Astrophysicists have discovered a new class of exoplanets whose atmospheres and volatile elements have been blown away by the star they’re orbiting. Their findings help cover a previously uncharted gap in planetary populations and offers valuable insight for locating new worlds to colonize.

Too close for comfort.
Image credits: ESO/ .Calcada

There’s an old Latin saying along the lines of “dosage makes the poison,” and that holds true even on immense scales. Planets are on the receiving end of a huge amount of energy emitted by their host star as heat, radiation and charged particles — commonly known as solar winds. Earth sits comfortably in the Goldilocks zone, close enough to the sun so it won’t freeze over but not too close, so it doesn’t bake and burn. It’s also far enough from the sun to allow its magnetic field to effectively repel much of these particles and radiation. But not all earth-like planets are so fortunate.

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By using data from NASA’s Kepler space telescope, astrophysicists from the University of Birmingham have discovered a new class of ‘stripped’ rocky planets. These Earth-like planets orbit very close to their stars, and are subjected to a torrent of high-energy radiation and extreme temperatures. Over time, this heat causes the volatile substances in the rocks to escape into the atmosphere. Radiation, in turn, strips the outer gaseous layer, leaving only a shrunk rocky core exposed.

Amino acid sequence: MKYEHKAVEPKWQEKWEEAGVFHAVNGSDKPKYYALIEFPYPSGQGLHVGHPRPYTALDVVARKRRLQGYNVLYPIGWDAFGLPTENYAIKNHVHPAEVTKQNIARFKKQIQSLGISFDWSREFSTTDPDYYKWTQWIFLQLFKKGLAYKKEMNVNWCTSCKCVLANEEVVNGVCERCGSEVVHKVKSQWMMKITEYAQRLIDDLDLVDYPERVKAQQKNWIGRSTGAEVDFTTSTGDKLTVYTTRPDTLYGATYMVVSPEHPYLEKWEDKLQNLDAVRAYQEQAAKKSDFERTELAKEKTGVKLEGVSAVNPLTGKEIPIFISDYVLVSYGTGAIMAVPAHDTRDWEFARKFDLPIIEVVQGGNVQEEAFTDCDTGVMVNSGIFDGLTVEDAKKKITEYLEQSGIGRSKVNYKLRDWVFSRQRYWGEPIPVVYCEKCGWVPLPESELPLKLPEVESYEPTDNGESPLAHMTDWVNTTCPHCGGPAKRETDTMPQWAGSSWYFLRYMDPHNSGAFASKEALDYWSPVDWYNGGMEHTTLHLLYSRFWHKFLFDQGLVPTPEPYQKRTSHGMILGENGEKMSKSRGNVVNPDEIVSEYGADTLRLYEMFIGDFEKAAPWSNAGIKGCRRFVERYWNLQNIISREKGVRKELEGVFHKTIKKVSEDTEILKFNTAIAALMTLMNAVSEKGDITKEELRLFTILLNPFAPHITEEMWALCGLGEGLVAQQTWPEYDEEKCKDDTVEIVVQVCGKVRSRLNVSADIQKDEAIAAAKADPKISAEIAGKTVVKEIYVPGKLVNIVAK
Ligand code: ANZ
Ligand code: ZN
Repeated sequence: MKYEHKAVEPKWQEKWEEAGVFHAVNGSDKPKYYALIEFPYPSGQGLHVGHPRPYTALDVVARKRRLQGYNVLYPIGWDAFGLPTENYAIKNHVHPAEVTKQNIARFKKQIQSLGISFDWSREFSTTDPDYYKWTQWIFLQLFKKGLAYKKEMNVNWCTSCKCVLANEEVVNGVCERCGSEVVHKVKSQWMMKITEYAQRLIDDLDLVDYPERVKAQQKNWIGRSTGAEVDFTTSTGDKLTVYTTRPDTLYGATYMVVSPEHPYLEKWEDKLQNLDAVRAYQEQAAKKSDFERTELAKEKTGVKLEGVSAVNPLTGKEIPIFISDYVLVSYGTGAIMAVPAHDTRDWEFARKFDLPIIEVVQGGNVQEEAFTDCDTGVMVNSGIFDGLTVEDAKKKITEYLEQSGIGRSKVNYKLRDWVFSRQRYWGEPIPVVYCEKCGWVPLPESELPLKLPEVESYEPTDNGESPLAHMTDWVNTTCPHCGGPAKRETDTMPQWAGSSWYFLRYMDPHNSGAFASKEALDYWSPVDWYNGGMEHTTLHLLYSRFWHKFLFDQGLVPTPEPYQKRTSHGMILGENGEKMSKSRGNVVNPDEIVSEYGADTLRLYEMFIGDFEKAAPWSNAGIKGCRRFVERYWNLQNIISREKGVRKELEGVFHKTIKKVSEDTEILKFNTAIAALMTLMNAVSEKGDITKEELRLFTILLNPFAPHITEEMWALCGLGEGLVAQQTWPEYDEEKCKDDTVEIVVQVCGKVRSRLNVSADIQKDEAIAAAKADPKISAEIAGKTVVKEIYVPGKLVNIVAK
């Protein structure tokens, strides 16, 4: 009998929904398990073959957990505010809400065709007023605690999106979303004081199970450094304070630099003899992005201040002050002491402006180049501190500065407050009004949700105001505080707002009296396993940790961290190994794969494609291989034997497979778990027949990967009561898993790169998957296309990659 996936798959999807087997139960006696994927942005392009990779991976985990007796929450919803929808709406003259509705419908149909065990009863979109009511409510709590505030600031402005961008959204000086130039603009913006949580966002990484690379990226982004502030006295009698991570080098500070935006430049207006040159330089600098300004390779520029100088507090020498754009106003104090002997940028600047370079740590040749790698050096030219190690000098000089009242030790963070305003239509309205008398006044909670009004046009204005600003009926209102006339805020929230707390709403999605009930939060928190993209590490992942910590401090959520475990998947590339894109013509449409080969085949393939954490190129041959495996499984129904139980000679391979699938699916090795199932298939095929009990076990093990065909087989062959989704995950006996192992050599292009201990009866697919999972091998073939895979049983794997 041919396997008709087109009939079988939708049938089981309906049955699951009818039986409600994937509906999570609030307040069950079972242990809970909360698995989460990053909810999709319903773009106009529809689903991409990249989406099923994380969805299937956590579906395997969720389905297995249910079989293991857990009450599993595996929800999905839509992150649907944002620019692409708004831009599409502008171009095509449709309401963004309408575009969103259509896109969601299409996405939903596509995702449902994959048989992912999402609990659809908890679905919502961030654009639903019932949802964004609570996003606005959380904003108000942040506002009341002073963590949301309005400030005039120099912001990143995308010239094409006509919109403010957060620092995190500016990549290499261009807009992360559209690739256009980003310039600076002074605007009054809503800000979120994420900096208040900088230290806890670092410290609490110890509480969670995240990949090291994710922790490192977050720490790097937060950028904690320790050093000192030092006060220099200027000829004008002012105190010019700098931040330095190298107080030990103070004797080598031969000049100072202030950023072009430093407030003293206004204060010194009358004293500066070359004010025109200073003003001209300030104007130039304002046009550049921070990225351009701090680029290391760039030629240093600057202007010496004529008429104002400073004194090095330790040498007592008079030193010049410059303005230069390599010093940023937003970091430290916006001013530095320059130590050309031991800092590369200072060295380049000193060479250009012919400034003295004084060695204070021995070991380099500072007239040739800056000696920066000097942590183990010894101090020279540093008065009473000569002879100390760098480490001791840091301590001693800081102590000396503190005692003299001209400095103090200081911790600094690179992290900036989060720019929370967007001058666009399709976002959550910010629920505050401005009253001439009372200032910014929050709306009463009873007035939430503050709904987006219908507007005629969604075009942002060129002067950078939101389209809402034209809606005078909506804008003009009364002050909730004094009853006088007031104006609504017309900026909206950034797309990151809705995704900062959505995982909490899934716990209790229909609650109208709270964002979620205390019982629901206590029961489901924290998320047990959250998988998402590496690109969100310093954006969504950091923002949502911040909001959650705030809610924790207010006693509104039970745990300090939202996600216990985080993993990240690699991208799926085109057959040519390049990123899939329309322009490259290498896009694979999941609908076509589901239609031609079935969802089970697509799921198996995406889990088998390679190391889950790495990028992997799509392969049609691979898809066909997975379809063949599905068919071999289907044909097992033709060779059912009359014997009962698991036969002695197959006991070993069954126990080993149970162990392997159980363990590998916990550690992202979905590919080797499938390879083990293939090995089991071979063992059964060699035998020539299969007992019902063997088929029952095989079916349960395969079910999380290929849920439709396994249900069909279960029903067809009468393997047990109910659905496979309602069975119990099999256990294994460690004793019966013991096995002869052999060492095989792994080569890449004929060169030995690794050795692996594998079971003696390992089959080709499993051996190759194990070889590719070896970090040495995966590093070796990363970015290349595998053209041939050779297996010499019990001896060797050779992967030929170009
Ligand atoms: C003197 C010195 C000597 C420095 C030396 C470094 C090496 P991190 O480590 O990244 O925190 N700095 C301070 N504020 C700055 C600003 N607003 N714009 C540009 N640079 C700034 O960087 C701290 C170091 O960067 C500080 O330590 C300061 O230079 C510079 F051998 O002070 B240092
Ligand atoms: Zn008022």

‘For these planets it is like standing next to a hairdryer turned up to its hottest setting,” said Dr Guy Davies, from the University of Birmingham’s School of Physics and Astronomy. “There has been much theoretical speculation that such planets might be stripped of their atmospheres. We now have the observational evidence to confirm this, which removes any lingering doubts over the theory.’

The team used asteroseismology to characterize the stars and their planets they were investigating much more accurately than ever before. Asteroseismology uses the natural resonances of stars to reveal their properties and inner structures.

The findings are important in helping us understand how stellar systems evolve over time. It also highlights the crucial role the host star plays in shaping the planets orbiting it.

Dr Davies added: ‘Our results show that planets of a certain size that lie close to their stars are likely to have been much larger at the beginning of their lives. Those planets will have looked very different,’ Dr Davies added.

The full paper, titled “Hot super-Earths striped by their host stars” has been published online in the journal Nature Communications and can be read here.